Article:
In my many years as a Tax Preparer, I have come to understand that the tax code changes every year but the question from the taxpayer stay the same. One of those questions that stays on the Top list is, " Chad, what deductions should I claim on my taxes?" What may be claimed by you in some circumstances may not be claimed by another. It all depends on the taxpayer's situation. In many instances you do not have enough deductions to exceed the Standard Deduction, which is a set number based upon your Filing Status that is given to every taxpayer to deduct from their taxable income. With that being said, should you scrap the whole idea of keeping track of your deductions? The answer is no. In this article I will give you a general and brief glance into what deductions you can claim on your taxes and good rule of thumb as to if you can claim it or not.
Here is a list of the typical deductions claimed on a Income Tax Return;
- Medical Expenses-A lot of people are unaware that, dental and vision fall under this umbrella. How many of you wear prescription glasses?
- Taxes paid to your state? If you are in a state that taxes your income, you can write off what you paid the government!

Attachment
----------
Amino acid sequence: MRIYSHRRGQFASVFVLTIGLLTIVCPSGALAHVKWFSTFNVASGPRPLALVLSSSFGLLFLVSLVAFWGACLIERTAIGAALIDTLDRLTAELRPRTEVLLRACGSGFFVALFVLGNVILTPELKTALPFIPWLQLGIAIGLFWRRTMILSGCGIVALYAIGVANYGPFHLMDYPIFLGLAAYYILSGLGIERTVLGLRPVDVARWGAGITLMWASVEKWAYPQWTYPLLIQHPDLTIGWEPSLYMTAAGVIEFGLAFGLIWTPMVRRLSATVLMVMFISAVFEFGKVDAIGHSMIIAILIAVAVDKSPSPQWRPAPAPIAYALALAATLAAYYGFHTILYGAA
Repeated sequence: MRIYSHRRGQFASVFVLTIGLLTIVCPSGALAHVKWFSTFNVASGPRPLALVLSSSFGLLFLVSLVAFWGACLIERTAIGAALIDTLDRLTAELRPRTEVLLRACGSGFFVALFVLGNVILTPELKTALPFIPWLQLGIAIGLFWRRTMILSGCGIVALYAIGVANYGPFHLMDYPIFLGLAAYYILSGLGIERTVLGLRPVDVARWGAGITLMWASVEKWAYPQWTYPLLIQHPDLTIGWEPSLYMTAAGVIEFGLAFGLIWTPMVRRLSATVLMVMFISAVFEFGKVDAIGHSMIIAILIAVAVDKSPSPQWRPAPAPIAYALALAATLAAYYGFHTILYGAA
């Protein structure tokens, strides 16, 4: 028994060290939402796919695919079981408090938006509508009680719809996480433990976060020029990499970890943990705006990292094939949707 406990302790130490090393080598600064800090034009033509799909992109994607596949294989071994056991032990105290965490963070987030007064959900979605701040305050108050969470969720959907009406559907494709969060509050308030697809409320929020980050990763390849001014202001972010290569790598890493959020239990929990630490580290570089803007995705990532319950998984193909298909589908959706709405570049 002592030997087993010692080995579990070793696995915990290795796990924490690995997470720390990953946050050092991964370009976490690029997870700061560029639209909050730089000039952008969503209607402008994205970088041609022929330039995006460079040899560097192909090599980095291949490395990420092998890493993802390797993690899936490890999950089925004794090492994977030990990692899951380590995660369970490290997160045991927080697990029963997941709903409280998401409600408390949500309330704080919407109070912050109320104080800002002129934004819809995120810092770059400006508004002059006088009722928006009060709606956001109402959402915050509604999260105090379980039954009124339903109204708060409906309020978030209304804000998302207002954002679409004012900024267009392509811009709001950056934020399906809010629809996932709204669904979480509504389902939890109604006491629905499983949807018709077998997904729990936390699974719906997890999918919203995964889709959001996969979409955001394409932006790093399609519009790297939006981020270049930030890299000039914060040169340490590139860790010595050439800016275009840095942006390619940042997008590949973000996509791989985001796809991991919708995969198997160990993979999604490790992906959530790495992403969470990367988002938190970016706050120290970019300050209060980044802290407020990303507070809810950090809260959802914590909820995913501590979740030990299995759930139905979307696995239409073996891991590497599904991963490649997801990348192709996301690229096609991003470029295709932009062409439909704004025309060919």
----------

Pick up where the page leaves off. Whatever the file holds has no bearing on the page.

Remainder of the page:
- Property Taxes-Many taxpayers are confused by this deduction, they believe it to be real estate taxes that are associated with your house. This deduction is not. You may live in a state that charges you tax for property you own other than your house. For example, you car, boat, or motorcycle.
- Real Estate Taxes
- Mortgage Interest
- Mortgage Insurance Premiums-also known as, PMI-Almost everybody has that.
- Cash donations-Church, Wounded Warrior, or ASPCA, etc......
- Non-Cash donations-For example, Goodwill, ARC, and the Disabled Veterans of America.
- Unreimbursed Employee Expenses-You may be employed at a job that requires licensing. For example, a Doctor, Nurse, or CNA. Are you a part of a Union? That's right union dues.
There are many more deductions to be claimed on your taxes in addition to the list, but it all comes down to the taxpayer and their set of expenses. As mentioned before you may have deductions for all these items but you do not have enough expenses to exceed the Standard Deduction. That brings me to the next question. How much do you need to have in deductions for it to have a impact on your taxes? That depends on your Filing Status. This link Standard Deduction will provide you with your target number. A good rule of thumb to follow in this instance is; Do all my deductions exceed my Standard Deduction? If it does, then it's safe to say you should claim your deductions. You'd be surprised how all those little amounts add up! It could be the difference between sending a check to the government or keeping that money in your pocket to pay your rent.
I hope this article will assist you this year and claiming your deductions. Keep a keen eye for my next post, which will be about Tax credits! The tax man from the Rocky Mountains is signing off. In the famous words of Porky Pig, "That's all folks!"